The latter keeps urging us to vote for change – suffice to say, if I want a change from Labour, then Tory is certainly not who I'm going to vote for!!

  2. SomeBeans

    I'm starting to feel a bit quixotic in my voting. I see Cambridge has gone Lib Dem since I left tho'

    I think it would be good to have greens in parliament, personally I wouldn't vote for them.

  3. Esther Montgomery

    I'm heading in this same direction. I voted Liberal once, otherwise Labour. I used to be a member of the Labour Party but left in a very cross, disappointed, distressed and angry frame of mind.

    I would love to discover things I have in common with our sitting Labour MP but, so far, despite trying, I haven't found a thing.

    On the other hand, I have found myself agreeing with Liberal Spokespeople. The trouble is, although you've got a major asset in Vince Cable, after that, in terms of particular people, I'm unsure.

    The main reason I've had for not voting Liberal in other elections is that the party is commited to proportional representation. I think a firmly based, well known, local MP is important. (Proportional representation, I'd suggest, is one of the reasons people don't take more interest in the European Parliament.) However, the Labour Party itself is examining various PR options so maybe something could be found which would satisfy us all.

    The funny thing is, the way you explain things in your last paragraph, I imagine you don't believe in proportional representation either!

    If I vote Liberal, it will be because I like its policies and would want them to be instituted, not as a protest or strategy.

    I will need to meet the candidate if possible first though. I once lived in a household where all of us were planning to vote Green but the Green Party candidate made the mistake of coming to call. We invited him in to coffee and, when he left, sat and stared at each other in disappointment. None of us could bring ourselves to vote for him!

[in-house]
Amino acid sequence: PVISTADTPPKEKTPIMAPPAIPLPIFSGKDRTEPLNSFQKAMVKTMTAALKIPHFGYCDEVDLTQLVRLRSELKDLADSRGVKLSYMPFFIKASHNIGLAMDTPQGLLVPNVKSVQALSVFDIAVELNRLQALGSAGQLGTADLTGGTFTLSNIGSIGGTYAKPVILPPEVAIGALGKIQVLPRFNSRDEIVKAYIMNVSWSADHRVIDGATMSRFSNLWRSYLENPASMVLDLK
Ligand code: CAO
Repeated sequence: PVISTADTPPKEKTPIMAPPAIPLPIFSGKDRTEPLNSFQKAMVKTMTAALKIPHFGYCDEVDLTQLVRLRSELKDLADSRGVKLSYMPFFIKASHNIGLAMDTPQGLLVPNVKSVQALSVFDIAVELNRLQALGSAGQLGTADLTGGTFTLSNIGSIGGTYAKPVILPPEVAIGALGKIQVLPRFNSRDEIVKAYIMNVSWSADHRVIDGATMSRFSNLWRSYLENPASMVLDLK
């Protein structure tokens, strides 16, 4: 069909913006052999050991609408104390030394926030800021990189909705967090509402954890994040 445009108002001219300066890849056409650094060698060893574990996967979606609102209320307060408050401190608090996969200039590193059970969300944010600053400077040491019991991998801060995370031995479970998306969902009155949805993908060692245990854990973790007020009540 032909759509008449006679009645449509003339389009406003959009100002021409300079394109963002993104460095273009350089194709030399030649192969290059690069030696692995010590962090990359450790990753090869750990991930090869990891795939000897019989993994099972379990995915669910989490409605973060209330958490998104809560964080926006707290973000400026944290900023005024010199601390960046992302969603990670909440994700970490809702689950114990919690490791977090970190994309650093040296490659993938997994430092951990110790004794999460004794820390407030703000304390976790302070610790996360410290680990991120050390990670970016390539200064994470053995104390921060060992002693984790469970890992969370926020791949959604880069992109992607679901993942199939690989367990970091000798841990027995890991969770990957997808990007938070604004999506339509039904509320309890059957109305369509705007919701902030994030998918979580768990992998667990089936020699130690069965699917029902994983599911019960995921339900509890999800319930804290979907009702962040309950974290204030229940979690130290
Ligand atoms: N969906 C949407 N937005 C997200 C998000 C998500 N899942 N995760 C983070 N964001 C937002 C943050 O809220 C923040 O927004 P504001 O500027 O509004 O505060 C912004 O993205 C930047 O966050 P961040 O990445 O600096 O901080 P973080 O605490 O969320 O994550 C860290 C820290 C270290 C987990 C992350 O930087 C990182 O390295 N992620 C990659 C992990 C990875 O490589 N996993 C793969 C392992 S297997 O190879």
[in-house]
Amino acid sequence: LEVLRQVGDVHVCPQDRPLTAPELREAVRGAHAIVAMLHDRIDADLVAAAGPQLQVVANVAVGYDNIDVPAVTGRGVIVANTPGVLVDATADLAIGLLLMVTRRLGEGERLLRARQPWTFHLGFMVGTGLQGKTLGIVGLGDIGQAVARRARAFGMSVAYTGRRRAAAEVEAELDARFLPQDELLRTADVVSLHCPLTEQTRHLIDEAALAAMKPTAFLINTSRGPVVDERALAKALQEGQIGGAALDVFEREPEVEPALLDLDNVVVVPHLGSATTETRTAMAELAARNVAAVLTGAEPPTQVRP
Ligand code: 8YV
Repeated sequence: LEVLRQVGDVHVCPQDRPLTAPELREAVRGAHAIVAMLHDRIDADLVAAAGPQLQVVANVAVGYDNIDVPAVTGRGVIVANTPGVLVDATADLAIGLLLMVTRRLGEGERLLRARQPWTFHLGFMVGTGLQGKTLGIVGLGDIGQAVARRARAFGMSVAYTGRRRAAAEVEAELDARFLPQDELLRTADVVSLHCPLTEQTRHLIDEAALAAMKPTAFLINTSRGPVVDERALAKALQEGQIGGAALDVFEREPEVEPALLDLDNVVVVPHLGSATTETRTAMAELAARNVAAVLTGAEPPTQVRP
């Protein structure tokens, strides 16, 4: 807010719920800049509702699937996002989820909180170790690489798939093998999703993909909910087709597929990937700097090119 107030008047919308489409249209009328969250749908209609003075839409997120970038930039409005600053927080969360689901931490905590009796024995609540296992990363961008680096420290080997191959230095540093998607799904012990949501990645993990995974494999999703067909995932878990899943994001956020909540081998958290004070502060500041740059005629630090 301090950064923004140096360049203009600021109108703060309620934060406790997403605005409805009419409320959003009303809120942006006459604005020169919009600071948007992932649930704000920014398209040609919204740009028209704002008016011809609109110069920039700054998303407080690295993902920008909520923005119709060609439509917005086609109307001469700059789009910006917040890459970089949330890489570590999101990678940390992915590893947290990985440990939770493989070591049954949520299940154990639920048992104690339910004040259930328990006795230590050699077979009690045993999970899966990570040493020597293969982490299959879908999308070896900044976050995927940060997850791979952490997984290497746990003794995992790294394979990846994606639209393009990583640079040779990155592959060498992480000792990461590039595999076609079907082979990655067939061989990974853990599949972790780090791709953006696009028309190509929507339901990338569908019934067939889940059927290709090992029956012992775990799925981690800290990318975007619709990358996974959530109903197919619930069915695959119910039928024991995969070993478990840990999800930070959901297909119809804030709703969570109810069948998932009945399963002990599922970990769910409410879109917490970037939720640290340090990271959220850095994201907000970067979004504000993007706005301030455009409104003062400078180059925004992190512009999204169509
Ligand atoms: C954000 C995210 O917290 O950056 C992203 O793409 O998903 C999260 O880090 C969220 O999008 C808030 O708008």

Hope it's ok to have left such a long comment. Hope it's the kind of thing you hoped for when you posted your post. I came here once before (from the Inelegant Gardener) when you first started this blog. You were talking about MRI scanners. I tried to say how hard I'd found my first experience of being in one but the screen filled with lights and distortions. The very memory of the terror I'd experienced had brought on a migraine. In fact, having raised the subject, I'm now going to have to get out of here quick!

    Best wishes

    Esther Montgomery

  4. SomeBeans

    @esther thanks for your comment, I'm sorry my blog induces a migraine for you!

    My final paragraph really is a plea for proportional representation, I refuse to vote tactically!

    As a youngish professional I've been fairly mobile about the UK. Thinking about how I actually communicate with people these days, through e-mail, twitter, blogs and (in extremis) telephone – physical location seem less and less important.

    Through twitter I've actually had a little interaction with @DrEvanHarris (LibDem science spokesman) and @LordDrayson (current Science Minister). I also follow @JoSwinson (LibDem MP for East Dunbartonshire), and @TomWatson (Labour MP for West Bromwich East) who is interested in technology issues.

    I guess the point of all this is that the location of people is becoming less important, I'd much rather be able to pick my own MP regardless of location rather be "wedded" to one in the same locale as me but with whom I shared no common outlook.

  5. Esther Montgomery

    Sorry to misunderstand your chocolate cake!

    Shocked by your reply though.

    By building politics round social networking sites and special interests, we'll find class, age and professionally biased distortions flying in. When people from very different age groups and class backgrounds (who share a broadly similar moral outlook) are forced to rub shoulders at political and other meetings, our ideas can be challenged quite fundamentally and this is both important and necessary. We can't end up voting for MPs simply because they are congenial for young, professional scientists!